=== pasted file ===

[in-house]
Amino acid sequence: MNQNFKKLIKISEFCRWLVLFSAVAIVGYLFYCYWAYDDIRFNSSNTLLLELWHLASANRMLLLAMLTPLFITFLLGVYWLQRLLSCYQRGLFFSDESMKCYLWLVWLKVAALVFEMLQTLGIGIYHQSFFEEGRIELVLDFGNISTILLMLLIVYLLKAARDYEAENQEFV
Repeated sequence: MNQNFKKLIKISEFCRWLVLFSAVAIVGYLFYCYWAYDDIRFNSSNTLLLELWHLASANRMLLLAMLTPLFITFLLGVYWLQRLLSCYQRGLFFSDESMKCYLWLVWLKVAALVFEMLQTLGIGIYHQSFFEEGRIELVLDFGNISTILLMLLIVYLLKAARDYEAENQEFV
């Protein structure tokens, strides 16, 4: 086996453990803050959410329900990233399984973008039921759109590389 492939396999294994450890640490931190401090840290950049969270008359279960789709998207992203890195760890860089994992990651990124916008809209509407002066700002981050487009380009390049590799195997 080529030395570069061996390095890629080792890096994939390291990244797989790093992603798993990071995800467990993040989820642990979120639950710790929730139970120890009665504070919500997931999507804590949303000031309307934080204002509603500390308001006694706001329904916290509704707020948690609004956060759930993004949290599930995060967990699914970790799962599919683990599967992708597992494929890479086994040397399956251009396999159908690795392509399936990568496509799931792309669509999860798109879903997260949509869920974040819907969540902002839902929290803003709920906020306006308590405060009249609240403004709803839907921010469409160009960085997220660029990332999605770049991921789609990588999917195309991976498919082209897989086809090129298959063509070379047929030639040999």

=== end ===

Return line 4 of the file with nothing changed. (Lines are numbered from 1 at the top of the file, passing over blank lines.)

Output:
């Protein structure tokens, strides 16, 4: 086996453990803050959410329900990233399984973008039921759109590389 492939396999294994450890640490931190401090840290950049969270008359279960789709998207992203890195760890860089994992990651990124916008809209509407002066700002981050487009380009390049590799195997 080529030395570069061996390095890629080792890096994939390291990244797989790093992603798993990071995800467990993040989820642990979120639950710790929730139970120890009665504070919500997931999507804590949303000031309307934080204002509603500390308001006694706001329904916290509704707020948690609004956060759930993004949290599930995060967990699914970790799962599919683990599967992708597992494929890479086994040397399956251009396999159908690795392509399936990568496509799931792309669509999860798109879903997260949509869920974040819907969540902002839902929290803003709920906020306006308590405060009249609240403004709803839907921010469409160009960085997220660029990332999605770049991921789609990588999917195309991976498919082209897989086809090129298959063509070379047929030639040999």